Wednesday, October 5

China sanctions Taiwan leaders after a new visit by US congressmen

The Taiwan Office of the Central Committee of the Chinese Communist Party announced on Tuesday sanctions against those it describes as “Taiwanese separatist fanatics”, according to the official Xinhua news agency. The decision comes a day after the second visit to the island by US congressmen in less than a month.

Among the people sanctioned are the vice president of the Legislative Assembly of Taiwan, Tsai Chi-chang, activists such as Lin Fei-fan and other members of the Democratic Progressive Party (ruler on the island) such as Bi-khim Hsiao, Wang Ting-yu and Koo Li-hsiung. These people thus join a list that already included, among others, the current foreign minister of Taiwan, Joseph Wu.

Those sanctioned and their close family members will be barred from entering mainland China, Hong Kong and Macao, and their companies and organizations will not be allowed to conduct economic activities in mainland China. According to a spokesman for the Office quoted by Xinhua, those sanctioned will have to “be accountable to the law for life.”

The party has claimed that “some fanatic Taiwanese separatists have gone to great lengths to collude with foreign forces to advocate Taiwan independence,” behavior that became “more egregious” during the US House Speaker’s trip. , Nancy Pelosi, to the island earlier this month.

China responded to the trip with military maneuvers around the island and with trade sanctions on some Taiwanese products, as well as on Pelosi herself and her close relatives. Shortly after the US politician’s visit, Chinese authorities arrested a Taiwanese citizen living in the eastern Chinese city of Wenzhou for his alleged involvement in “separatist activities.”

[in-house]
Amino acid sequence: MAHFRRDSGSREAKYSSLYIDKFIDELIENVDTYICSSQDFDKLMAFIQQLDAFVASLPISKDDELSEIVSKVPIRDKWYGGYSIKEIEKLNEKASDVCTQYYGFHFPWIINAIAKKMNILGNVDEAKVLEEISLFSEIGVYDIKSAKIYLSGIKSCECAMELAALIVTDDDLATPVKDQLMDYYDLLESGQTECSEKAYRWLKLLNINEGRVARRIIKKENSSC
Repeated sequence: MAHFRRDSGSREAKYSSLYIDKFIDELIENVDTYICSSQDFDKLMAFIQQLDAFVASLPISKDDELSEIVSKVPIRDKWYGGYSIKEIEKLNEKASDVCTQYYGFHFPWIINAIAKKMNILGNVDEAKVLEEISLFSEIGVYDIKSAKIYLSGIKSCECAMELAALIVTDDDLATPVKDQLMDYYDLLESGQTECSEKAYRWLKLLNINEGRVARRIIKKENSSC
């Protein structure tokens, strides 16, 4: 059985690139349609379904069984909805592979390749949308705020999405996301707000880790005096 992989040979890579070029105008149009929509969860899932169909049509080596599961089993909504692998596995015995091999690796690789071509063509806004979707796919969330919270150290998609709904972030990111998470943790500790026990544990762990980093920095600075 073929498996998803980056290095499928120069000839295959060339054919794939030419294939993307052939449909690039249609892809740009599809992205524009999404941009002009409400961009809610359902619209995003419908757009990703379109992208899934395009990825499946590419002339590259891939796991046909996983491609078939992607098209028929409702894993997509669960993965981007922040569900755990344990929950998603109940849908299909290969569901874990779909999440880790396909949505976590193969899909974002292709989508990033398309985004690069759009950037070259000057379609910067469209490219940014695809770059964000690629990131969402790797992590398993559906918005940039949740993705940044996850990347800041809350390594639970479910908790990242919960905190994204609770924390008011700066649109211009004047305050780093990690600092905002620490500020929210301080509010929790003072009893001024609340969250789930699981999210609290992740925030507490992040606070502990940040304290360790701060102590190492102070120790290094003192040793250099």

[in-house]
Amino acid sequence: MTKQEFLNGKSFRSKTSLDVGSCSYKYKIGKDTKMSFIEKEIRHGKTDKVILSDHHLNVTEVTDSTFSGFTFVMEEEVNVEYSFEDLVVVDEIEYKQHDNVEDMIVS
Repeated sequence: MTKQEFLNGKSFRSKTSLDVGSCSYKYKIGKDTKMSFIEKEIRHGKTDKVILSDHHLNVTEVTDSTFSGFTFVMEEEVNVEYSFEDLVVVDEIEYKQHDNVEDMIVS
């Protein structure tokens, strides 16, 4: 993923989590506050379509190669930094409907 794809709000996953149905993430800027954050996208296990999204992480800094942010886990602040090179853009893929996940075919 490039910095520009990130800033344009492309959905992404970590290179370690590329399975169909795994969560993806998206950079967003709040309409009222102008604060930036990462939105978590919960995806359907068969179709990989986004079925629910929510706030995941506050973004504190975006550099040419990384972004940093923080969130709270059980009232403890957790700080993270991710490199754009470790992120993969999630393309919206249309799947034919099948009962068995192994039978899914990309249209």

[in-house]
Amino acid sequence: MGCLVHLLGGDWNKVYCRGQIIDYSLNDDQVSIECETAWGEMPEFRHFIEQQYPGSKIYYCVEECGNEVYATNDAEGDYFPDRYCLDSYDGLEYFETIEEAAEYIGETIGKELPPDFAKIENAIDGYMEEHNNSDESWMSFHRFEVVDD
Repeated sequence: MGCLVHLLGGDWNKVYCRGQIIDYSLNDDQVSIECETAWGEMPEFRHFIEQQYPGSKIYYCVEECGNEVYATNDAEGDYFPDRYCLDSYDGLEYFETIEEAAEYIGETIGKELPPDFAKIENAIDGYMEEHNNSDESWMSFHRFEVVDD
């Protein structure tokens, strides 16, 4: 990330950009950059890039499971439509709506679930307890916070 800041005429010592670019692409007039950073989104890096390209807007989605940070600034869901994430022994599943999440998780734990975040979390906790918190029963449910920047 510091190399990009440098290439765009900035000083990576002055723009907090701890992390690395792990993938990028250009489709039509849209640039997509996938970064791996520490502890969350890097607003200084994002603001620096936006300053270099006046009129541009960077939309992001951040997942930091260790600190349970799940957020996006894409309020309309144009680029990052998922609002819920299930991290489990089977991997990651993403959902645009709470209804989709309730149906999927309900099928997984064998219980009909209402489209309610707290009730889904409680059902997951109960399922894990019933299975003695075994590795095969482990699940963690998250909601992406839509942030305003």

On Monday, another US congressional delegation visited Taiwan on an unannounced trip. The Chinese Ministry of Foreign Affairs, through its spokesman Wang Wenbin, described the trip as an interference by the US “in the sovereignty and territorial integrity” of the Asian country. The Ministry spokesman assured in turn that this trip is equivalent to “ignoring” the “protests and firm opposition” by China to the United States for Pelosi’s previous visit this month. On Monday, Beijing resumed military exercises after a four-day break.

China insists on “reunifying” the People’s Republic with the island, which has been governed autonomously since the Kuomintang (KMT) nationalists withdrew there in 1949 after losing the civil war against the communists. In the 1990s, Taiwan completed the transition to democracy.



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